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In 1874, three years after the introduction of the game of polo to England, the Oxford University Polo Club was founded by undergraduates from Christ Church and Brasenose Colleges, led by Mr. Walter Long (later Viscount Long of Wraxall and First Lord of the Admiralty). The first match was held on the 1st of July 1877, and was contested by its two founder Colleges amid considerable pomp and ceremony. The great success of that day encouraged the players to establish a Varsity match with the Cambridge University Polo Club. This Varsity match is the oldest polo fixture in the western world and was first played at the Bullingdon Cricket Ground in Oxford on the 27th of November 1878. After a convincing 5-0 victory for the home side, the match became an annual fixture and was held thereafter at the Hurlingham Club and other venues from 1879 until 1939, apart from 1894 and 1900 and during the First World War when no games were played.


















After the Second World War, the fixture was renewed in 1951. For several years the match was contested at the Guards Polo Club during Royal Ascot Week until, from 1959 onwards, the venue for the match was decided annually. In recent years, the Varsity match has returned to Guards, with the sponsorship of La Martina. A milestone was reached in the 1994 match, when the Captains of both teams were women. This was the first time ever that the Captains of both Oxford and Cambridge mixed sport teams were female.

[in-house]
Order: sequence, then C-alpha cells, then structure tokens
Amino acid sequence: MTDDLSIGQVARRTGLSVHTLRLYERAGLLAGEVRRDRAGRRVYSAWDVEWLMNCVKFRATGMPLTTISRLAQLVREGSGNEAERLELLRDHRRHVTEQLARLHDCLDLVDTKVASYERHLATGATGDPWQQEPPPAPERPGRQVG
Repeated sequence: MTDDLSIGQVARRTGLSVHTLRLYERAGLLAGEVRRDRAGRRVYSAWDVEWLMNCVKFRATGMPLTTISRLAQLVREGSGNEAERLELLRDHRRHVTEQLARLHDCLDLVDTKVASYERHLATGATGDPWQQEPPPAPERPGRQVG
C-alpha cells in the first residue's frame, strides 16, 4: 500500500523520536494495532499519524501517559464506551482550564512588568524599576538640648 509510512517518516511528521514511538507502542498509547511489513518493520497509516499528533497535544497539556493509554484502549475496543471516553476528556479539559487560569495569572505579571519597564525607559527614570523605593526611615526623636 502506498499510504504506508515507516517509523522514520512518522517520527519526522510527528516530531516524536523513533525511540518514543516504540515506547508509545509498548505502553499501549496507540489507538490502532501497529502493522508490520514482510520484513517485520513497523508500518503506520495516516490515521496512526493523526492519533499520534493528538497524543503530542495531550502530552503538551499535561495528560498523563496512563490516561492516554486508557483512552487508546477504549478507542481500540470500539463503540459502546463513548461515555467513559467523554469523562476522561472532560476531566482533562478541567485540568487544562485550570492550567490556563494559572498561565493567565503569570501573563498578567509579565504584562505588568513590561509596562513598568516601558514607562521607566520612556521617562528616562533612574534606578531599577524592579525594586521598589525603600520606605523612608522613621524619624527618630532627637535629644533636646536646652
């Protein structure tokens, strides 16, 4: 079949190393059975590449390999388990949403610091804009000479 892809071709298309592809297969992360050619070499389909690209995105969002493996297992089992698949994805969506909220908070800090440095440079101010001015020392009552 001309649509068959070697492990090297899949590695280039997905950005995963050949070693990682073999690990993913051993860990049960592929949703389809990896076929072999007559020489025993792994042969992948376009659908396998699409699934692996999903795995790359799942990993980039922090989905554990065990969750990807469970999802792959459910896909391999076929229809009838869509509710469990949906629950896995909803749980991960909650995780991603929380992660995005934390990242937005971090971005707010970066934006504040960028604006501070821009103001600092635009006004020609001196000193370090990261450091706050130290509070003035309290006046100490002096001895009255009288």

Amongst previous club coaches are Captain James Pearce, Lord Cowdray, and Winston Churchill, who was a keen polo player himself and who came over to Port Meadow frequently from Blenheim to play polo and to help the Oxford Varsity team “by giving them a good gallop and a pipe-opener before the inter-Varsity”.

From the creation of the club, Oxford players have been selected for national teams. William Kavanagh, who played in the first Varsity match in 1878, went on to become one of the first high-handicapped players and played for England several times against the USA. After helping his side win the 1882 Varsity match, Tommy Hitchcock Sr. soon became one of America’s leading players, becoming one of the 

first 10 goal players. Near the turn of the century, the Oxford team played host to the three Nickalls brothers, two of whom went on to represent England. Their contribution at university level saw the Dark Blues romp to a 15-0 victory in 1898. Five years later, an American arrived at Oxford who was to become more famous than any of his predecessors, Devereux Milburn. Not content with gaining a rowing Blue, Milburn guided the polo team to victory in successive Varsity matches, winning by a margin of 14 goals on both occasions. He soon graduated to international level, playing number four for his country in every match between 1909 and 1927 during which he was labelled “the greatest back there has ever been”. Cameron Walton-Masters played at Oxford off a handicap of three-goals and was a member of the Young England team which played Young North America. Most recently, two members of the 2019 Varsity team, Charlie Hitchman and Tamara Gibbons, made up half of a Young Wales team in the Home Nations Cup, held at Cheshire Polo Club.